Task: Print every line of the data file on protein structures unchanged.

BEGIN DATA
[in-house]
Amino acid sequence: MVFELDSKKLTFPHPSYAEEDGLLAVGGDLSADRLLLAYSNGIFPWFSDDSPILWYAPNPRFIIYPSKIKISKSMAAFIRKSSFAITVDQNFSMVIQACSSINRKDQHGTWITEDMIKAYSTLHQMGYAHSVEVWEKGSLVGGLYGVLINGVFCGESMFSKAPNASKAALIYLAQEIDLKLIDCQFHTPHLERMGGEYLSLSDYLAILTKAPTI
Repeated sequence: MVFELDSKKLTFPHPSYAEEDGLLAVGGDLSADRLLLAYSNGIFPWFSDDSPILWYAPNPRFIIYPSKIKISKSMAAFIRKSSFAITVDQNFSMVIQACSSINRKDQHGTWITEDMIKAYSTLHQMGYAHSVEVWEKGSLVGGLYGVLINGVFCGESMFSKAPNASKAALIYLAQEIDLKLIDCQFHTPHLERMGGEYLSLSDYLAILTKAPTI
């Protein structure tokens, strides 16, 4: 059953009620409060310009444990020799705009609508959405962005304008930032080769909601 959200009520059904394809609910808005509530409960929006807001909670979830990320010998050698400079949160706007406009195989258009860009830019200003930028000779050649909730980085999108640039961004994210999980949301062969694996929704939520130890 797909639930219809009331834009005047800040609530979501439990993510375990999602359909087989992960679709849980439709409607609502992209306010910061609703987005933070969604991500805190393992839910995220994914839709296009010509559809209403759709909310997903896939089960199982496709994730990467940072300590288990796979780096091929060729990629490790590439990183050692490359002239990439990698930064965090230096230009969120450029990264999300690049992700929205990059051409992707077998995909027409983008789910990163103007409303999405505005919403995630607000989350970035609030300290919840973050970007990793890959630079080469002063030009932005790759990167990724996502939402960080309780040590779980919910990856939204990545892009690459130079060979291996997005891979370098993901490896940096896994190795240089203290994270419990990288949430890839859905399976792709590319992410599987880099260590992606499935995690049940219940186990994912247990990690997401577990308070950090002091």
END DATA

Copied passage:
[in-house]
Amino acid sequence: MVFELDSKKLTFPHPSYAEEDGLLAVGGDLSADRLLLAYSNGIFPWFSDDSPILWYAPNPRFIIYPSKIKISKSMAAFIRKSSFAITVDQNFSMVIQACSSINRKDQHGTWITEDMIKAYSTLHQMGYAHSVEVWEKGSLVGGLYGVLINGVFCGESMFSKAPNASKAALIYLAQEIDLKLIDCQFHTPHLERMGGEYLSLSDYLAILTKAPTI
Repeated sequence: MVFELDSKKLTFPHPSYAEEDGLLAVGGDLSADRLLLAYSNGIFPWFSDDSPILWYAPNPRFIIYPSKIKISKSMAAFIRKSSFAITVDQNFSMVIQACSSINRKDQHGTWITEDMIKAYSTLHQMGYAHSVEVWEKGSLVGGLYGVLINGVFCGESMFSKAPNASKAALIYLAQEIDLKLIDCQFHTPHLERMGGEYLSLSDYLAILTKAPTI
């Protein structure tokens, strides 16, 4: 059953009620409060310009444990020799705009609508959405962005304008930032080769909601 959200009520059904394809609910808005509530409960929006807001909670979830990320010998050698400079949160706007406009195989258009860009830019200003930028000779050649909730980085999108640039961004994210999980949301062969694996929704939520130890 797909639930219809009331834009005047800040609530979501439990993510375990999602359909087989992960679709849980439709409607609502992209306010910061609703987005933070969604991500805190393992839910995220994914839709296009010509559809209403759709909310997903896939089960199982496709994730990467940072300590288990796979780096091929060729990629490790590439990183050692490359002239990439990698930064965090230096230009969120450029990264999300690049992700929205990059051409992707077998995909027409983008789910990163103007409303999405505005919403995630607000989350970035609030300290919840973050970007990793890959630079080469002063030009932005790759990167990724996502939402960080309780040590779980919910990856939204990545892009690459130079060979291996997005891979370098993901490896940096896994190795240089203290994270419990990288949430890839859905399976792709590319992410599987880099260590992606499935995690049940219940186990994912247990990690997401577990308070950090002091």